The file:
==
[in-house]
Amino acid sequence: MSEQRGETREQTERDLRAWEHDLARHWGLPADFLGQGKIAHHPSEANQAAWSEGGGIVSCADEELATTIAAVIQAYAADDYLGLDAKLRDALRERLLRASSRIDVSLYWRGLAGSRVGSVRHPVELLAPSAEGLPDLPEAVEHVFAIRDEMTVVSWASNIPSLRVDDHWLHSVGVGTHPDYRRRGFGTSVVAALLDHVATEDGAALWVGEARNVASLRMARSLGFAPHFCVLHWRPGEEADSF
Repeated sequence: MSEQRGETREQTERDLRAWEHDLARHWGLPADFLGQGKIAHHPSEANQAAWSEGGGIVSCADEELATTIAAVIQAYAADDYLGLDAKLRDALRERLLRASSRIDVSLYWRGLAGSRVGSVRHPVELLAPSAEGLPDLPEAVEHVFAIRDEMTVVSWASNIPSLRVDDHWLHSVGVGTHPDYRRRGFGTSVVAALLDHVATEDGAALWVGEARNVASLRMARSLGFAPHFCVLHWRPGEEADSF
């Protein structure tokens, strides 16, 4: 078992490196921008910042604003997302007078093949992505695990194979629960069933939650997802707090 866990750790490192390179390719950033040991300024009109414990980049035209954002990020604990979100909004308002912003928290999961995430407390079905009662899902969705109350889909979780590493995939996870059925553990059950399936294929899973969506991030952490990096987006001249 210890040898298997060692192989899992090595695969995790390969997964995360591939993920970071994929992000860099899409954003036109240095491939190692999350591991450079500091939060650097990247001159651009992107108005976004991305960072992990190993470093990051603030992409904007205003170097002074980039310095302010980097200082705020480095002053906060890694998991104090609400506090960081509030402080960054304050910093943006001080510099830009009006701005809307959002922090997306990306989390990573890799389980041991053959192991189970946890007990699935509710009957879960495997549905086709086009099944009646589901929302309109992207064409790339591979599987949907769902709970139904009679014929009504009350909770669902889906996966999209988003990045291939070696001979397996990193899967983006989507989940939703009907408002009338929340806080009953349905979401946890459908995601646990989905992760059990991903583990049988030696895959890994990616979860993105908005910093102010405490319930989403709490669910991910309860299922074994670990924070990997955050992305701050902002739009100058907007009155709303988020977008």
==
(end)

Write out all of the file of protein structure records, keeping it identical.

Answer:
[in-house]
Amino acid sequence: MSEQRGETREQTERDLRAWEHDLARHWGLPADFLGQGKIAHHPSEANQAAWSEGGGIVSCADEELATTIAAVIQAYAADDYLGLDAKLRDALRERLLRASSRIDVSLYWRGLAGSRVGSVRHPVELLAPSAEGLPDLPEAVEHVFAIRDEMTVVSWASNIPSLRVDDHWLHSVGVGTHPDYRRRGFGTSVVAALLDHVATEDGAALWVGEARNVASLRMARSLGFAPHFCVLHWRPGEEADSF
Repeated sequence: MSEQRGETREQTERDLRAWEHDLARHWGLPADFLGQGKIAHHPSEANQAAWSEGGGIVSCADEELATTIAAVIQAYAADDYLGLDAKLRDALRERLLRASSRIDVSLYWRGLAGSRVGSVRHPVELLAPSAEGLPDLPEAVEHVFAIRDEMTVVSWASNIPSLRVDDHWLHSVGVGTHPDYRRRGFGTSVVAALLDHVATEDGAALWVGEARNVASLRMARSLGFAPHFCVLHWRPGEEADSF
């Protein structure tokens, strides 16, 4: 078992490196921008910042604003997302007078093949992505695990194979629960069933939650997802707090 866990750790490192390179390719950033040991300024009109414990980049035209954002990020604990979100909004308002912003928290999961995430407390079905009662899902969705109350889909979780590493995939996870059925553990059950399936294929899973969506991030952490990096987006001249 210890040898298997060692192989899992090595695969995790390969997964995360591939993920970071994929992000860099899409954003036109240095491939190692999350591991450079500091939060650097990247001159651009992107108005976004991305960072992990190993470093990051603030992409904007205003170097002074980039310095302010980097200082705020480095002053906060890694998991104090609400506090960081509030402080960054304050910093943006001080510099830009009006701005809307959002922090997306990306989390990573890799389980041991053959192991189970946890007990699935509710009957879960495997549905086709086009099944009646589901929302309109992207064409790339591979599987949907769902709970139904009679014929009504009350909770669902889906996966999209988003990045291939070696001979397996990193899967983006989507989940939703009907408002009338929340806080009953349905979401946890459908995601646990989905992760059990991903583990049988030696895959890994990616979860993105908005910093102010405490319930989403709490669910991910309860299922074994670990924070990997955050992305701050902002739009100058907007009155709303988020977008």